CENTRAL INFORMATION COMMISSION HELD THAT ELECTRONIC VOTING MACHINE IS ‘INFORMATION’ UNDER RIGHT TO INFORMATION ACT 2005

The Chief Information Commissioner (CIC), Mr. Sudhir Bhargava, in the case of Razaak K Haidar vs. CPIO, Election commission of India, New Delhi has held on February 12, 2019 that Electronic Voting Machine (EVM) falls under the definition of ‘information’ within the meaning of Section 2(f) of the Right to Information Act, 2005 as amended thereof (the Act).

In the above case, Appellant had filed an RTI Application with the Election Commission of India (ECI) seeking an EVM. In response, the Central Public Information Officer (CPIO) the Respondent herein refused the Appellant’s Application seeking EVM stating it does not qualify to be ‘information’ within the meaning of Section 2(f) of the Act.

The Appellant who attended the hearing through video-conference submitted that the Respondent had wrongfully denied the information under Section 6(1) of the Act. The Appellant contended that as per Section 2(f) and 2(i) of the Act, the definition of ‘information’ and ‘record’ includes model or any sample. Hence, an EVM qualifies as ‘information’ and should be provided to him under Section 6(1) of the Act.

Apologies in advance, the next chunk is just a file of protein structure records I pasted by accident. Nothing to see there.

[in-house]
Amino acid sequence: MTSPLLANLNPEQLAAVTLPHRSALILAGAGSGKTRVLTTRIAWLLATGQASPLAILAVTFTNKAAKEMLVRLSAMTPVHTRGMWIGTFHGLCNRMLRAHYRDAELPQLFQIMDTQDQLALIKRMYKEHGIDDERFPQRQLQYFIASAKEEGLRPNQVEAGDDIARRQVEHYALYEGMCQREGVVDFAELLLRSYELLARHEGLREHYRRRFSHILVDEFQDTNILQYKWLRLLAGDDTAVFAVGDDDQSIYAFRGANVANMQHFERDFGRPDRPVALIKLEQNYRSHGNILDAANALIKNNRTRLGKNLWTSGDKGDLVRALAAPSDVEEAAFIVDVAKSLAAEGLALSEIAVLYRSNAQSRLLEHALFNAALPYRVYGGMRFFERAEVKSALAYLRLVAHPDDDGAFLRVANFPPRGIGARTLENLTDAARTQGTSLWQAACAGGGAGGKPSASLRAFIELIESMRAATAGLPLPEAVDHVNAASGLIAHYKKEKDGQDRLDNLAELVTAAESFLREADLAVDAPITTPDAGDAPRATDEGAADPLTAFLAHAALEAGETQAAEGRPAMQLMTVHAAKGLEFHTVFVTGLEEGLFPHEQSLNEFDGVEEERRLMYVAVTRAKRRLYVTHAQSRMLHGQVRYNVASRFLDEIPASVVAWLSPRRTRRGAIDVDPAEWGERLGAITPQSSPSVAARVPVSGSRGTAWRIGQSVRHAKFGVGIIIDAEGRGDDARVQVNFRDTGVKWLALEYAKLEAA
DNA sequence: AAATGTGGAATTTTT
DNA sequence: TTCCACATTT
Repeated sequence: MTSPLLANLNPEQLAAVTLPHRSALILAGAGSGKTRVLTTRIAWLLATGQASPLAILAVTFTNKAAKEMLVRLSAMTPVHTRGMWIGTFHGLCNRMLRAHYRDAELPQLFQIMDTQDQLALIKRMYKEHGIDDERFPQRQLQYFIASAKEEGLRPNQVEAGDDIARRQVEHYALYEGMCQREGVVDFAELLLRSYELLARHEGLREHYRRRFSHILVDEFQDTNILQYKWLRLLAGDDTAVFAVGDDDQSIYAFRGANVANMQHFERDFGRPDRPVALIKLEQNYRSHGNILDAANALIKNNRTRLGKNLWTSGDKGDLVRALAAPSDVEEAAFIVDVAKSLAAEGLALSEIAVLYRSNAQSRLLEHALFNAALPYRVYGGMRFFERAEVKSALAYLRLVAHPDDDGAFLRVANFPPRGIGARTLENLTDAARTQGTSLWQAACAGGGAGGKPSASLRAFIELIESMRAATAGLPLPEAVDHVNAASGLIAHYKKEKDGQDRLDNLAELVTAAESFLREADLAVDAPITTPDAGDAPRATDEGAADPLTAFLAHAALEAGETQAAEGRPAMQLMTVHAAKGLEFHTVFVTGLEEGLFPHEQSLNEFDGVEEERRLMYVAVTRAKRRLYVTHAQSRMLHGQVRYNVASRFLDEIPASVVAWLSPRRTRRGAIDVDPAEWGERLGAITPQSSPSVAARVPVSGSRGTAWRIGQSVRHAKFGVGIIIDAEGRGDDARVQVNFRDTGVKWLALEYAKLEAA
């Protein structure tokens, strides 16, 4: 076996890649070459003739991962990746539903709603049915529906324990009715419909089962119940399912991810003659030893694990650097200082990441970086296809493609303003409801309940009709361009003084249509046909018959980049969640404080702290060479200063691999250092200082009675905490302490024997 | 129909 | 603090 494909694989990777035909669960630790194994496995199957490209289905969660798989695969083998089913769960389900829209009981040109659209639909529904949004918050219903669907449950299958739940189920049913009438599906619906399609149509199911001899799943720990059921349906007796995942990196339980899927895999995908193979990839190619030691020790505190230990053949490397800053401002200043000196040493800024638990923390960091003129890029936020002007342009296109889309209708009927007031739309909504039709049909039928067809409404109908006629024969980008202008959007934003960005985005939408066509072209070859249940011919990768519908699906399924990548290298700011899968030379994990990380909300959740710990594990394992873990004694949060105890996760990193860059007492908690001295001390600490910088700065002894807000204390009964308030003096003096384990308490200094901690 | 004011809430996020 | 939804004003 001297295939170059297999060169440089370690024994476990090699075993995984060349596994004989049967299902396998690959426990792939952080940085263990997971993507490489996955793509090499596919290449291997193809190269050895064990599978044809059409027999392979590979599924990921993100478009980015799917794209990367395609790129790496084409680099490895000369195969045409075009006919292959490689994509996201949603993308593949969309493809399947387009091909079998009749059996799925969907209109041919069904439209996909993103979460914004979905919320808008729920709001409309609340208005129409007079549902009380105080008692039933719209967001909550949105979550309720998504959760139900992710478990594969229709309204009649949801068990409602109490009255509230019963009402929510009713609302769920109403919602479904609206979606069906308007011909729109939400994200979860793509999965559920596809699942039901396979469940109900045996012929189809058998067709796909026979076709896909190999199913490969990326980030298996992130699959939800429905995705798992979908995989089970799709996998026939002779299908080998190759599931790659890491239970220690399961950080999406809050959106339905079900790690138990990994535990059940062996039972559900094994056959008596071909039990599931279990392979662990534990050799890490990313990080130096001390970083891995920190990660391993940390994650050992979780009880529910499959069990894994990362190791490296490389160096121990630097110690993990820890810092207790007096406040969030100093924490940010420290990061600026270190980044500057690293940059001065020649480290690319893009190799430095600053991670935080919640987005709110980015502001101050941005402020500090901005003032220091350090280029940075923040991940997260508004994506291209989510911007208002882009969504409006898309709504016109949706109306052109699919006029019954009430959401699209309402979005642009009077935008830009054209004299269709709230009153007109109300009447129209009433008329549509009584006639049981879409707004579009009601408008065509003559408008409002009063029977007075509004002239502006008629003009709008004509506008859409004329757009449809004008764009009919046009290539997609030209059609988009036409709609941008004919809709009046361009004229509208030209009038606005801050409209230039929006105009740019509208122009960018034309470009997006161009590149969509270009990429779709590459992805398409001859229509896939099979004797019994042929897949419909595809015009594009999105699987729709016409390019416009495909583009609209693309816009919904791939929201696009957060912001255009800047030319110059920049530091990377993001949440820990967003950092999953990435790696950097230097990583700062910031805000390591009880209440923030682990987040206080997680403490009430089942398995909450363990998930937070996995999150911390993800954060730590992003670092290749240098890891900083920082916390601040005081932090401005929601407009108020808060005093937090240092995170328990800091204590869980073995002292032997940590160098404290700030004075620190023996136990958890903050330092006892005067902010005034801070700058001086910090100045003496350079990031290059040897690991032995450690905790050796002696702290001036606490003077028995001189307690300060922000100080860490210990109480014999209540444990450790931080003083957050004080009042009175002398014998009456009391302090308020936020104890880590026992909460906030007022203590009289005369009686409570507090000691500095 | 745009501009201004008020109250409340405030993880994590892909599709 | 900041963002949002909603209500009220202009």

Aggrieved with the decision of the ECI, the Appellant approached the CIC and contended that, according to Section 2(f) and 2(i) of the Act EVM qualifies as ‘information’ and so it should be provided to him under Section 6(1) of the RTI Act. The Respondent, ECI under-Secretary Shri Soumyajith Ghosh argued that ‘the model/samples of the EVM available with the ECI, are only kept for training purposes and are not saleable to the general public’. The Respondent further stated that the software installed in the EVM is an Intellectual Property of a third party, the disclosure of which would harm the competitive position of the third party concerned. Therefore, the said information is exempted from disclosure under Section 8(1)(d) of the Act.

CIC relying upon the definition under Section 2(f) of the Act held that the EVM which is available with the Respondent in a material form and also as samples, is ‘information’ under the RTI Act. The Commission also notes that as per the Respondent, the software installed in the EVM is an Intellectual Property of a third party, the disclosure of which would harm the competitive position of the third party concerned.

However, in favor of the Appellant, the CIC held that the Respondent had denied the information sought by the Appellant erroneously, under Section 6(1) of the Act. The Commission, therefore, directed the Respondent to provide an appropriate reply, as per the provisions of the Act to the Appellant within four weeks from the date of receipt of a copy of this Order.

Sidharth Sudheer

5th year, Mar Gregorios College Of Law, Kerala

Legal Intern, The Indian Lawyer

With

Suchit Patel

Associate

The Indian Lawyer

Leave a Reply

Your email address will not be published. Required fields are marked *